By JASMINE WATTS
Capital News Service
LANSING— A two-bill package that recently passed the Housewould make it a criminal act to coerce a woman into getting an abortion.
All of the bill sponsors are Republicans: Reps. Joel Johnson, R-Clare; Bruce Rendon, R-Lake City; Lee Chatfield, R-Levering; Larry Inman, R-Traverse City; and Phil Potvin, R-Cadillac are among the sponsorsl.
It now goes to the Senate.
One bill would make it illegal to coerce a pregnant woman to have an abortion against her will. And it would make it illegal to stop or threaten to stop any financial support, agreements under contract or employment after a pregnant woman has decided not to have an abortion.
The other bill says that a person who committed a stalking offense or assault to coerce a woman into getting an abortion would be guilty of a felony. The penalty for stopping financial or contractual support or employment would be a misdemeanor punishable by fines of up to $10,000.
The attorney general, Right to Life of Michigan and Michigan Catholic Conference also support the bills.
According to Right to Life , 64 percent of women who have abortions feel pressured to have them.
“We’ve been working on this legislation at least a decade,” said Ed Rivet, the legislative director for Right to Life.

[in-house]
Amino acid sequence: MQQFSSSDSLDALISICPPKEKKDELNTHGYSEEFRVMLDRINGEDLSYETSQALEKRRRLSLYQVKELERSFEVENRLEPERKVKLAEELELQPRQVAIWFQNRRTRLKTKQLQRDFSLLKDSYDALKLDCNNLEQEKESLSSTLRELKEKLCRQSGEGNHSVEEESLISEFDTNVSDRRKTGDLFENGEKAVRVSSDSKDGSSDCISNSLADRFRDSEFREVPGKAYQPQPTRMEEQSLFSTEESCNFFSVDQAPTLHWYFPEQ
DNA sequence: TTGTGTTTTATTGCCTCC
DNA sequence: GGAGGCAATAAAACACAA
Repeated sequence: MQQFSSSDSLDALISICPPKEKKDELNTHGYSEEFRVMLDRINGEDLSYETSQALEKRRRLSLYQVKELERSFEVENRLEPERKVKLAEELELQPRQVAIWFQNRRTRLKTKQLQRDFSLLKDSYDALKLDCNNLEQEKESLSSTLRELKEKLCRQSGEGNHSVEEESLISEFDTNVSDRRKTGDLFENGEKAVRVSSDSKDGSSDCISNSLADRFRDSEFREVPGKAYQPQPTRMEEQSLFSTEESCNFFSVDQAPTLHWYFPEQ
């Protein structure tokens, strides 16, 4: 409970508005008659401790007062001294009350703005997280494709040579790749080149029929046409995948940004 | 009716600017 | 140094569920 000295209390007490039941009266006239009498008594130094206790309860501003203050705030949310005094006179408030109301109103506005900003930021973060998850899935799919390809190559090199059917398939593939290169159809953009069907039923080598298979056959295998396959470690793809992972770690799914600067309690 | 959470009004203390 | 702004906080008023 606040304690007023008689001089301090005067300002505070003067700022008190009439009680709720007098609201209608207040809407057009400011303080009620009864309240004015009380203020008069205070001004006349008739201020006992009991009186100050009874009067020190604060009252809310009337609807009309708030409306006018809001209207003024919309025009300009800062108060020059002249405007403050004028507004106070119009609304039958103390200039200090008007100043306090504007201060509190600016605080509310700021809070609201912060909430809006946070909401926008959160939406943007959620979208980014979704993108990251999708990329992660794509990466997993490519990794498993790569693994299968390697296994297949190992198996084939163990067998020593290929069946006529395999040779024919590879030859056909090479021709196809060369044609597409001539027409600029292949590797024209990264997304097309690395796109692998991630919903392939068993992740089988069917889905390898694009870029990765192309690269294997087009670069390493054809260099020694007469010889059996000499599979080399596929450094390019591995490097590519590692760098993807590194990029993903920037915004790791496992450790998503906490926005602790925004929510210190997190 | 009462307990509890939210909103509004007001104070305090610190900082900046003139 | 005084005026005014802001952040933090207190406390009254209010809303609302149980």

Rivet said his organization’s research showed that homicide is the leading cause of death for pregnant women and that violence is an escalating factor for women after they refuse abortion. Coercion to get an abortion is usually done by the father of the unborn child but also has proven to be parents of the mother, coaches and employers, he said.
Planned Parenthood, the American Civil Liberties Union and the National Organization for Women for Women oppose the bills.
Planned Parenthood Advocates of Michigan offered written testimony in opposition to the bills, stating that they are redundant and disingenuous.
Michigan’s existing informed consent law already mandates that a woman’s consent to abortion must be given freely without coercion.
The group suggested that lawmakers focus on policies that address the broader issues of domestic violence and reproductive coercion.
Bobbie Walton state treasurer of the National Organization for Women, told the House Criminal Justice Committee that the existing law regarding abortion rights is sufficient and supporting the bills is a waste of time and legislative resources.
By JASMINE WATTS